Speaking of Necropoli, that brings us to today's preview: The Lygos.

            The Lygos are the other bloodline from The Beast That Haunts the Blood, and, honestly, they're the less interesting of the pair, in my opinion. They're kind of a retread of the Baddacelli from Bloodlines: The Chosen, without any cool sound powers. So, while you'll certainly recognize them, they've gotten a little stranger over the years...

            Lygos: The Ones Who Snuff Out Your Light

            "Don't be silly. Of course you should be afraid of the dark."

            Children fear the dark. In some, this phobia is fleeting, easily dismissed with a moment’s thought. In others, it lingers for years, requiring constant reassurance and parental comfort. Yet when these children grow up, they’re expected to just get over it. Put away the night-light; pull the blanket down. Most people manage to rationalize away their juvenile fears, but some never do, panicking in unlit rooms well into adulthood.

            Why is that? Why do some people never get over an irrational fear of the dark?

            Maybe because they know it’s not irrational. On a primal level, they know that the things they hid from in childish terror weren’t imaginary. That they’re real. That they have a name.

            The Lygos are an ancient line, dating back to before true cities sprouted over the world’s surface. They dwelled in places the sun never touched, dragging victims down where none could hear their screams. When other, lesser Nosferatu rose to the surface to scratch out a meager existence in the light, the Lygos remained below, as all Kindred should. They learned to listen to the dark, to hear its secrets, and let it guide them to beings that had never known the light, more wonderful and terrible than any vampire. The Lygos came to serve them, these Dwellers Below, and in exchange they gifted the Truths of Erebus upon them, so they might better cleave to their masters.

            Rumors cling to the Lygos like wet earth. An Acolyte from Bucharest says they devour light like other Kindred consume blood. A Dragon in Istanbul claims they have no hearts, just chunks of obsidian embedded beneath their ribs. However, no matter how strange the rumor, all stories of the Lygos have a commonality: They hate the light. Lygos have been caught sabotaging streetlights, snuffing candles, shattering flashlights, and otherwise destroying any light-source they can get their hands on, even inactive ones. These Kindred don’t just inhabit and encourage the dark — they worship it. Other vampires often hear them uttering prayers as they knock over lampposts or smash lightbulbs, as if birthing shadow were a holy act.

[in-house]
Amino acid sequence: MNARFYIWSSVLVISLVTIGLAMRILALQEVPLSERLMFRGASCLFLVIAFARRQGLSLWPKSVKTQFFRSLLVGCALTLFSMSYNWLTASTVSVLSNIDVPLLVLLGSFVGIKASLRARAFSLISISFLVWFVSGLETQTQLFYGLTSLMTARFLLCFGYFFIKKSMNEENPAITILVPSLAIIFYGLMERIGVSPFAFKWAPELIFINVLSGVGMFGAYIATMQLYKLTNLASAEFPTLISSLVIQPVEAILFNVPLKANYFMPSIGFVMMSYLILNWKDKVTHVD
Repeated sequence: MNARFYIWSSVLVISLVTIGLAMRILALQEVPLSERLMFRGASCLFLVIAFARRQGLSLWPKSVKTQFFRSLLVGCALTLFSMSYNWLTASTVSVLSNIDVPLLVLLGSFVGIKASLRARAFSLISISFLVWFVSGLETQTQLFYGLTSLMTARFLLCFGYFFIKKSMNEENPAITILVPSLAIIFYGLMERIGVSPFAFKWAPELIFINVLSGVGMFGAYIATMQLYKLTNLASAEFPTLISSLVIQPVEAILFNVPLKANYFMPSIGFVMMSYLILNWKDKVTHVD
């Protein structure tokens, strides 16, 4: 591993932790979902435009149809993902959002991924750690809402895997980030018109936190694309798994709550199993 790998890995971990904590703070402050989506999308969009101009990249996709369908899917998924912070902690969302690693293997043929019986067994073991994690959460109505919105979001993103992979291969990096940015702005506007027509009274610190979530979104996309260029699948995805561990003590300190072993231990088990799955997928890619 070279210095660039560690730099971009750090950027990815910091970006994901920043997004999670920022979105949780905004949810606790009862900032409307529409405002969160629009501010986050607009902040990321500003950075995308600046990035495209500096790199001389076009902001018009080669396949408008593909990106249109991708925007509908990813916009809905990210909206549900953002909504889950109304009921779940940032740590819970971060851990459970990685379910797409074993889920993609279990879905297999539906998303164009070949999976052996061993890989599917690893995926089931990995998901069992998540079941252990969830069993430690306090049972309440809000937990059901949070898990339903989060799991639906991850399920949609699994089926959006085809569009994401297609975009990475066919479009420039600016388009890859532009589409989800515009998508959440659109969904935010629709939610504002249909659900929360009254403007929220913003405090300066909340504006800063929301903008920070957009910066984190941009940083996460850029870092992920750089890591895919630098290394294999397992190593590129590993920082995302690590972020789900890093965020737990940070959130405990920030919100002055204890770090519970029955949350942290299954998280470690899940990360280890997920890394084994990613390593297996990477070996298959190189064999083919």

Due to this obsession, most Lygos live underground. Not content with boarded windows and blackout curtains, a Creep won’t sleep soundly without a few feet of dirt between her and the sun. It takes extreme circumstances for a Shade to accept a haven above ground, and if nothing suitable is available, she’ll make her own, burrowing deep beneath the earth with her own two hands. The Lygos are proficient Necropoli builders, and almost never emerge from their tunnels except to feed, or to carry out their bizarre work.

            The Shades are content to let the Kindred whisper; what the All Night Society thinks has never mattered to them. The Lygos know the truth, after all. If they extinguish enough light, and spread the righteous fear of the dark, their masters will rise from the deepest places in the earth, covering the world in blissful blackness. They do this not just for themselves, but for the sake of all vampires. One night soon, they’ll thank the Lygos. The Shades know the world began in darkness, and in the end, that’s all that will be left.

            Why you want to be us

            You exist in a world of perpetual night, so why not command the darkness? You find the dark comforting and know it’s where you really belong. You’re tired of those in the world above calling your appearance offensive, or your actions strange. Here in the void, no one can judge you.

            Why you should fear us

            Other Kindred cling to the edges of light, but only we make the darkness our skin. There is nowhere you can run from us, because night is our ally. There is nowhere you can hide from us, because we are the shadows where you seek shelter. There is nowhere you can escape from us, because light is just an imposition. Darkness is the natural state.